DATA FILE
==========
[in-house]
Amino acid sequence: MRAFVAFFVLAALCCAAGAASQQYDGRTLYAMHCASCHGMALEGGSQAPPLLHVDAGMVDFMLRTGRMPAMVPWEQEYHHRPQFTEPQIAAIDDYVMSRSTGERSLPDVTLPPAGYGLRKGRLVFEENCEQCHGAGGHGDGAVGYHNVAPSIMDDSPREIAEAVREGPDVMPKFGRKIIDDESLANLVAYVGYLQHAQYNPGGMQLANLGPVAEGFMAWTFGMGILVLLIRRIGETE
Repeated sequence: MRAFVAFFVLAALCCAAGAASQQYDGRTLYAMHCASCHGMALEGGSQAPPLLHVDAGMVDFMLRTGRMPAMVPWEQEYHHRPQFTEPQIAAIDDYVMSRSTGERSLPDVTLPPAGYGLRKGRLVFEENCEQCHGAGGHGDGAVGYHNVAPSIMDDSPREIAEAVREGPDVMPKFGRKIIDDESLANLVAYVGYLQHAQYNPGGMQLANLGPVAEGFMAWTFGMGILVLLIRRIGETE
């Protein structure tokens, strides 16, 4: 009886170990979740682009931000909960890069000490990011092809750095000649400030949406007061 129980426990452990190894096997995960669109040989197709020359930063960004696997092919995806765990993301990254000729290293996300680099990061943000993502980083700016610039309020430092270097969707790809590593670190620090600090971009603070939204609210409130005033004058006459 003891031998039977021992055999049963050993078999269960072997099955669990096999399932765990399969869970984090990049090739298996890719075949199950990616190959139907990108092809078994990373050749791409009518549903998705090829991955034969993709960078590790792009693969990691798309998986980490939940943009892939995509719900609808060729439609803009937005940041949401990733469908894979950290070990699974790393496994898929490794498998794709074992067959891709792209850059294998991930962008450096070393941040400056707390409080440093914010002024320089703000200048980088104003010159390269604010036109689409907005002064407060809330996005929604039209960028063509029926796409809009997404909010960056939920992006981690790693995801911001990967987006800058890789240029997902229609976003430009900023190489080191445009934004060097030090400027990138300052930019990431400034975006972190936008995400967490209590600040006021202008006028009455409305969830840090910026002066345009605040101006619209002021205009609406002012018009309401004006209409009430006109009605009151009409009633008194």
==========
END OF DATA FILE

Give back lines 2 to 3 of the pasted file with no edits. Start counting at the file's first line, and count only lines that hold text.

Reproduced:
Amino acid sequence: MRAFVAFFVLAALCCAAGAASQQYDGRTLYAMHCASCHGMALEGGSQAPPLLHVDAGMVDFMLRTGRMPAMVPWEQEYHHRPQFTEPQIAAIDDYVMSRSTGERSLPDVTLPPAGYGLRKGRLVFEENCEQCHGAGGHGDGAVGYHNVAPSIMDDSPREIAEAVREGPDVMPKFGRKIIDDESLANLVAYVGYLQHAQYNPGGMQLANLGPVAEGFMAWTFGMGILVLLIRRIGETE
Repeated sequence: MRAFVAFFVLAALCCAAGAASQQYDGRTLYAMHCASCHGMALEGGSQAPPLLHVDAGMVDFMLRTGRMPAMVPWEQEYHHRPQFTEPQIAAIDDYVMSRSTGERSLPDVTLPPAGYGLRKGRLVFEENCEQCHGAGGHGDGAVGYHNVAPSIMDDSPREIAEAVREGPDVMPKFGRKIIDDESLANLVAYVGYLQHAQYNPGGMQLANLGPVAEGFMAWTFGMGILVLLIRRIGETE